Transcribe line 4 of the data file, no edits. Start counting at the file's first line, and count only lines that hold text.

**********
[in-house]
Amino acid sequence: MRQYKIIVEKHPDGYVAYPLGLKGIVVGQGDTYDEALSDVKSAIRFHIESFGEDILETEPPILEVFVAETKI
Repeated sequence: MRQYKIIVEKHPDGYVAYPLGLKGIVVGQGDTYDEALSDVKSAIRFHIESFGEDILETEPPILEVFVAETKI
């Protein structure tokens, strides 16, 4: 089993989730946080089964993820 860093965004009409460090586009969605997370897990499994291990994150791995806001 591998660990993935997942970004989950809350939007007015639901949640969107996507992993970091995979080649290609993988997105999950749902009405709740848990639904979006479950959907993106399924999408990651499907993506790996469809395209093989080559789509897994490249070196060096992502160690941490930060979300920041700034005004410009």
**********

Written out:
């Protein structure tokens, strides 16, 4: 089993989730946080089964993820 860093965004009409460090586009969605997370897990499994291990994150791995806001 591998660990993935997942970004989950809350939007007015639901949640969107996507992993970091995979080649290609993988997105999950749902009405709740848990639904979006479950959907993106399924999408990651499907993506790996469809395209093989080559789509897994490249070196060096992502160690941490930060979300920041700034005004410009």